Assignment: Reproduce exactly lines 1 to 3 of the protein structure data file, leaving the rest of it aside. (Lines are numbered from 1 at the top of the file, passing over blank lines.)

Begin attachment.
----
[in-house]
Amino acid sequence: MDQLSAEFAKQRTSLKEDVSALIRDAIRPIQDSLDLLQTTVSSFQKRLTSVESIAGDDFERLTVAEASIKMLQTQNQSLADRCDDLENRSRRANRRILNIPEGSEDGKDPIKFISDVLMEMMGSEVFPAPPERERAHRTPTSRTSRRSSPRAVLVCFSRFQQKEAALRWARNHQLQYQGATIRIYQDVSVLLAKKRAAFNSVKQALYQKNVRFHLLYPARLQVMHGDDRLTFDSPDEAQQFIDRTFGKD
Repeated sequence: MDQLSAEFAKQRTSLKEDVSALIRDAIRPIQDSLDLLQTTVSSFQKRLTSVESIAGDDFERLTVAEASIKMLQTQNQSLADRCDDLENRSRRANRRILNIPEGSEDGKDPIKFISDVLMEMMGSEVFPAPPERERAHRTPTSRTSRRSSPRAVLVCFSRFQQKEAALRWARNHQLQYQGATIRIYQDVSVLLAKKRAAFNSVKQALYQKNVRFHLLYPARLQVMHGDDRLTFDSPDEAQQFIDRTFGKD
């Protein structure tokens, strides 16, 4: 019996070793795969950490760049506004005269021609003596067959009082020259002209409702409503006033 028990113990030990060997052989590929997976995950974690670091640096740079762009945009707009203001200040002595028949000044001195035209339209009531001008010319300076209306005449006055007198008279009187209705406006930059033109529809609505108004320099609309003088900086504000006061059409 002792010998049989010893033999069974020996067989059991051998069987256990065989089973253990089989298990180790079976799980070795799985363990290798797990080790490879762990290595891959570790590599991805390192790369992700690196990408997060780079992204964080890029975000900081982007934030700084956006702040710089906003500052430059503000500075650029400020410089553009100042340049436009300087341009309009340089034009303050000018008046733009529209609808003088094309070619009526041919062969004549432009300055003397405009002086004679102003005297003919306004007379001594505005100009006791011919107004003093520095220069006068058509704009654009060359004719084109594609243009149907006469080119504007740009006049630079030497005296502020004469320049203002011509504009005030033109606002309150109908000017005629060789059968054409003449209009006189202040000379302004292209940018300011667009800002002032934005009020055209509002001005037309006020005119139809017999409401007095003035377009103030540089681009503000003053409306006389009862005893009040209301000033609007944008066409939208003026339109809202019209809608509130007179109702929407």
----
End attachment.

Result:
[in-house]
Amino acid sequence: MDQLSAEFAKQRTSLKEDVSALIRDAIRPIQDSLDLLQTTVSSFQKRLTSVESIAGDDFERLTVAEASIKMLQTQNQSLADRCDDLENRSRRANRRILNIPEGSEDGKDPIKFISDVLMEMMGSEVFPAPPERERAHRTPTSRTSRRSSPRAVLVCFSRFQQKEAALRWARNHQLQYQGATIRIYQDVSVLLAKKRAAFNSVKQALYQKNVRFHLLYPARLQVMHGDDRLTFDSPDEAQQFIDRTFGKD
Repeated sequence: MDQLSAEFAKQRTSLKEDVSALIRDAIRPIQDSLDLLQTTVSSFQKRLTSVESIAGDDFERLTVAEASIKMLQTQNQSLADRCDDLENRSRRANRRILNIPEGSEDGKDPIKFISDVLMEMMGSEVFPAPPERERAHRTPTSRTSRRSSPRAVLVCFSRFQQKEAALRWARNHQLQYQGATIRIYQDVSVLLAKKRAAFNSVKQALYQKNVRFHLLYPARLQVMHGDDRLTFDSPDEAQQFIDRTFGKD